Don W. Bell, USAF Maj. (ret.), U of A BSBA, U of NC MA. Flew 188 combat missions (555 hours) during the Vietnam War as a Tiger FAC (‘71), earned two Distinguished Flying Crosses and thirteen Air Medals. He flew as an exchange pilot with the Marine Corps and was a first to attend Navy TOPGUN (‘76). A major contributor to the F-16 Multinational Test Program (‘78), he continued as a test pilot until April 1987. During Hurricane Katrina he helped open and manage the largest Red Cross shelter since the Great Flood of 1927, in NE Louisiana, after retiring from middle management in the Defense Industry. He and his spouse live in Monument, CO. Other books include Catherine’s Kid, an early memoir.
The Tiger FACs
A Dance with the Devil, The Forward Air Controllers that History Forgot
by Don Bell and the Tiger FACs
The Tiger FACs
A Dance with the Devil, The Forward Air Controllers that History Forgot
by Don Bell and the Tiger FACs
Published Mar 14, 2014
Genre: BIOGRAPHY & AUTOBIOGRAPHY / Military
They were the Tiger FACs, the forward air controllers who flew fast-moving F-4E Phantoms over the deadly skies of Laos and North Vietnam in an air war that history forgot to mention. These are their stories, in their own words, of missions in AAA-filled skies with supersonic angels as their wingmen. They challenged the enemy down in the weeds, eyeball-to-eyeball; cutting the supply lines that plunged through the mountains and karst formations of Laos on their way to South Vietnam. The mission required flying sorties up to six hours long with four to six air-to-air refuelings. It demanded extraordinary teamwork and bravery, and this small group of men paid the price, suffering up to eighty percent of the combat damage of a seventy-two aircraft wing. Their stories are often irreverent and far from today’s political correctness, yet they are filled with the reality of war. “The Tiger FACs” will take you back to experience the days and nights of these fighter crews at Korat Air Base in Thailand. It is a recantation of the life and times of the men who chose to fly and fight, and while you won’t experience battle damage, you will feel what they lived, and know, without doubt, that you are on their wing.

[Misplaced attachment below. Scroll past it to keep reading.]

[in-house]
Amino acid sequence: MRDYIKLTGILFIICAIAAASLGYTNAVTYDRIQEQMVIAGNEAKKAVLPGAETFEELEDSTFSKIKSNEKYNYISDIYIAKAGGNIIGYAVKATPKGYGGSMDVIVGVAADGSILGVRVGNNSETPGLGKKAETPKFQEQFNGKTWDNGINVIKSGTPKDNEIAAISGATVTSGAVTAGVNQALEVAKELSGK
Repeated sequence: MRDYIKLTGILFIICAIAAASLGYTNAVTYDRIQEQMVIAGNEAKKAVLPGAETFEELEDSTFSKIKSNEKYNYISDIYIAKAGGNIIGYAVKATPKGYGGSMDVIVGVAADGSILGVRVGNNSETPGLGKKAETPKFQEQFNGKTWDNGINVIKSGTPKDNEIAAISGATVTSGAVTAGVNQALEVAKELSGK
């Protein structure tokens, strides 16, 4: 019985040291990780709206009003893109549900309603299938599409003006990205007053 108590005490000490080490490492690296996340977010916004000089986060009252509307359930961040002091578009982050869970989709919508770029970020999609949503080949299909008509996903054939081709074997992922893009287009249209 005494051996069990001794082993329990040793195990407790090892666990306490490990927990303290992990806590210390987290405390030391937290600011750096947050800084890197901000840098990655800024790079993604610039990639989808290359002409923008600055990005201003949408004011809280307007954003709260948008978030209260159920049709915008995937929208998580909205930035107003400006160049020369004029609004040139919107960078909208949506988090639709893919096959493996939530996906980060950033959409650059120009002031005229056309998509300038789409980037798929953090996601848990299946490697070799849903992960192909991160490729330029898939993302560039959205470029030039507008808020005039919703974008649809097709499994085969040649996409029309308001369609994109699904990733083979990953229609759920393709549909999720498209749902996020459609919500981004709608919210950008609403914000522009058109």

Third Tiger Loss I was flying on May 7, 1970, in the back of a Tiger FAC mission in an F-4E out of Korat with another pilot, Ted Sweeting. For the whole day we put Thuds, F-105s, in on guns and truck parks along Route 7 in north Laos’ Ban Ban Valley. Once their bombs were off we sent them to a Raven T-28 FAC trying to stanch an overrun at Lima Site 32, a friendly outpost just north of the PDJ. The F-105s would make one pass for us and then as many strafe passes for the Raven as they needed or could do. At the end of day and about four hours into our mission we ran out of Thuds and offered our 640 rounds of 20mm to the Raven. He was only about twenty miles away. The target he wanted us to get was a couple of 82mm mortars about half a klick – kilometer, away from the fence. The enemy mortars were knocking down buildings inside the Lima Site. Most of the Lima Site was either emitting dust or burning as far as I could see. It was May and the bad guys were on their yearly rout of the good guys in the dry season. There was only one way to get to the mortars as they were sheltered from a westerly run in. After two passes we could see what needed to be done. There was a lot of stuff going by us each pass so they knew where we were coming from. On the fourth pass, as the FAC was saying we finally hit the target, we took a shuttering series of hits. Ted yelled about all the lights in the cockpit being on but managed to get us headed south and upward. BLC – boundary layer control and Engine Fire lights were coming on as we passed six-grand climbing. We were headed to the PDJ as it was the best chance for a pick up. I managed to get a calm call out to the ABCCC that we were getting out soon and gave a TACAN cut, ”Zero three zero for thirty from Channel 108.” About then the flight controls froze up and as we rolled past 90-degrees Ted pulled the handles and out I went. It must have been a quick roll as he went out 1.4 seconds later and ended up above me. We had made it about four miles away from the target and were another four miles short of the edge of the PDJ. I watched the airplane spiral down and hit near Route 71 and then watched as Ted fell past me with about a third of his chute torn away. He was not moving so I figured he had had it. We were descending from between seven-to-eight thousand feet, about five AGL; I found what they don’t prepare you for in survival training - the hang time. It takes about a minute for each thousand feet. Many panic opportunities can happen when you have this much time. It was a spectacular view until I realized I was falling into a ‘free fire zone’ just named that week. It was at the staging area for the attacks on the PDJ and this Lima 32 site. Then, there was the little detail of the bullets zinging by every so often even if I could not see the flashes or hear the shots. I beat back panic about thirty times until it was time to prepare for landing. I had to dump the seat pack to be ready for a tree landing. I tried for a clearing but got caught in the last pine tree on the edge. A fifty-foot tall, two-foot thick, one. After hitting a bunch of branches and banging up my legs and back, I was hanging about thirty feet up looking into the second story of a barn or a barracks. The latter was what it appeared to be most likely. I did see someone look out and run away but could not tell who it was. The tree-lowering device was not quick enough for me and I crawled in close to the trunk and released. The climb down was going well until the branches started getting brittle, as lower ones do on pine trees, and I put my arms around and slid the last ten feet. Now what? I grabbed my trusty pistol and faced the building. Nothing moved and I figured out my helmet was not helping to hear oncoming problems. Off it came and then with nothing happening and no way to clear my ‘flag like’ parachute to hide it, I started moving away from the clearing. It was not easy to hide as this was a well-worn area with deep paths. I made it a couple of hundred yards and hid in a bush. When I tried the first radio, the buttons were jammed into the case from hitting the tree. The second one was ok but there was a beeper going. It was not mine so I figured it was from Ted’s and he was notlikely to turn it off. The backup channel got me talking to the T-28 FAC. Talking only after I drank an entire bottle of water to get moist enough to make a sound. He said the SAR forces were notified and it should be about an hour before anyone showed up. I did not think I was going to last that long in this area and said so. He was short of fuel and passed the effort off to an O-1, another Raven. The T-28 Raven, John Fuller, a classmate of mine I found out later, introduced the O-1 as taking over babysitting me. This was about twenty-five minutes after the bailout. The new FAC was trying to find me and flew right over me at about 1,500 feet. I told him to turn left and then talked him into putting me off his left wingtip. He still did not see me and at that point I said I was in a bush with the pistol out one side and the radio antenna out the other. I then pulled out my glasses cleaning cloth, a white hanky with my initials on it and waved it out the side of the bush the plane was on. The hanky I waived was from my dear old grandma and had my initials on it. She would have gotten a kick out of it, but she died before I went to war. He saw my hanky waving and then he said to go back to the clearing on the other side of my chute, then out into the clearing and get ready for a pick up. I liked some of that part, but not the clearing part, but he insisted it was the only chance. I ran back up and stopped at the edge of the trees about fifty yards from the building and asked again if I had to get out there. He yelled in the affirmative and about then a UH-34D, came around the corner of the building into my view and I ran as he came to a hover. A horse collar started down and then went back up and the bird set its front gear down as I ran up. The hill was enough the back wheels were off the ground but the rotors were clear. I hit the door at about my chest level and a strong arm pulled me on board. I was in a heap on the floor sorting things out as we escaped back down the clearing getting up steam to climb. This bird was blue and white with Continental Airlines written on the side. Both pilots, one Anglo and the other Oriental, were in airline-style short-sleeved uniforms. The guy that grabbed me was dressed more casual and had a big helmet on. I tried to say something to him and he hit me in the chest with an M-16 weapon and told me to get into the strap in the door and shoot at any muzzle flashes I saw. We started circling another clearing near my old one at about a thousand feet. I asked what was up and he said the other guy (Ted) was going to be picked up by us if he could get away from the people shooting at him. It was good to hear Ted was still around but it did not sound all that good for him. We swooped down and Ted would tell us we were drawing heavy fire so we would climb back up. On the second or third “decoy” run, I was to find out later, a UH-1 came low up the center of the clearing and set down in the middle as Ted came running out for the 50-yard dash to the bird. He was jinking hard to avoid being killed but I never saw any of the enemy to shoot at. The dirt was flying up around him when he got within twenty feet of the bird. He got in and off we all went to the north. The Huey was shot up and people are hurt on-board, I was told. Both birds set down on the top of a karst, after what seemed about thirty minutes of flying, this hilltop looked like hell with wounded walking among the dead lying beside barrels of fuel and supplies. The other bird was hit badly. The crew chief had hits in his knee and elbow and Ted was bloody - some on his neck. His blood came from a cut he got in the violent parachute opening but the cut on the neck was superficial, just looked bad. We, and the wounded crew chief now heavily drugged, were shuffled into a third copter, another UH-1, and we took off for a trip south. This was what seemed to be an hour long ride that ended at Long Tieng, TACAN Channel 98, the head Raven base south of the PDJ. We were met by the FAC we were working with, the second Raven who directed the SAR. They offered some medical help for the wounds and then gave us some beers while we waited for another ride home. It was a busy place so we were left alone. It was now about 1300 or thereabouts. We had briefed at 0300 and gotten started with a 0500 takeoff to start this day. About the time the SAR would have started if Air America hadn’t helped out, along came a Jolly Green H-53. They took us back to Udorn, another hour plus flight. The crew of the Jolly Green was disappointed we were not a combat save but thought they made up for it by shooting up some boats on the river along the way. The brass at Udorn and a big party were there to meet us as they did not hear it was not a ‘combat’ save. We were whisked off to the hospital to do the blood work but it ended up they only patched up Ted. No blood taking was better after I told them we were full of beer from the last stop. A steak and a couple of hours later and we were on a C-47 for a ride back to Korat. By then the juices were starting to settle and we were smiling but tired out. It was the fifth flight of the day. My legs were starting to hurt and looking at them for the first time showed how hard I had hit the tree. The whole base turned out for our arrival as nobody from the wing had been recovered in a long time. There had been several shoot-downs in the last year but no survivors. We had a few minutes with friends and were then taken in and seated in front of all the 0-6s in the Wing, the top three. The first question from the Wing King was, “Why in hell were you strafing when you know you are not supposed to do that?” The tone of voice and the looks on the other two colonels seemed to say we were in for a scalding. Ted stood up and announced, “Any man that did not do what we did today could not be called an American.” And then he said, “Come on Scud, we’re out of here.” Out the door we walked to the stunned looks of our colonels. The assistant DO, a good guy, followed and talked us back in. He said the “word” had been passed that we were shinning our asses and got hit. They knew nothing about anything that had gone on but were sure we were f**k-ups. Captains and lieutenants are only put on this earth to ruin careers of colonels The second seating took place with a flustered look on the commander’s face, but he asked this time, “What happened to you all today?” The rules are no strafing except for a SAR or TIC. We qualified there. “Why more than one pass?” was the second concern. Ted said “We would have made passes after running out of ammo if they needed it”. They accepted the story and we had to go back to the hospital for checkups as the sun went down. They did not buy the beer story this time and we got stuck. It had been hours since beer time or they did not care about that now. My wounds were just heavy bruising and scratching and Ted’s were just about the same. He may have had some stitches. We went home and fell asleep. I awoke as the sun came up and made a tape as the sun rose. I talked standing alone in my shorts feeling happy to be alive. After getting the whole story out, I found I had not turned on the tape machine. The second version had less cussing and might have been a better organized thing. More damage occurred to my body at a party the next night when I fell through a roof and had a hard landing on a “carrier landing deck” behind the 34th Squadron party hootch. We flew injured a few days later on a strike mission just to “get back on the horse that threw you.” Nice flight and we got to chase an enemy tank all over the trail in south Laos even though the NVN forces did not use Laos and we did not fight there. I then got to go on convalescent leave for a few weeks as a mid-tour break. Ted was killed several years later in Europe in another F-4E of the 32 TFS in Holland. The Lima site was not overrun and we had helped by getting the offending guns and mortars. They had time to clear out. They would get the place back when the rains drove the bad guys out again next year. Dave “Scud” Yates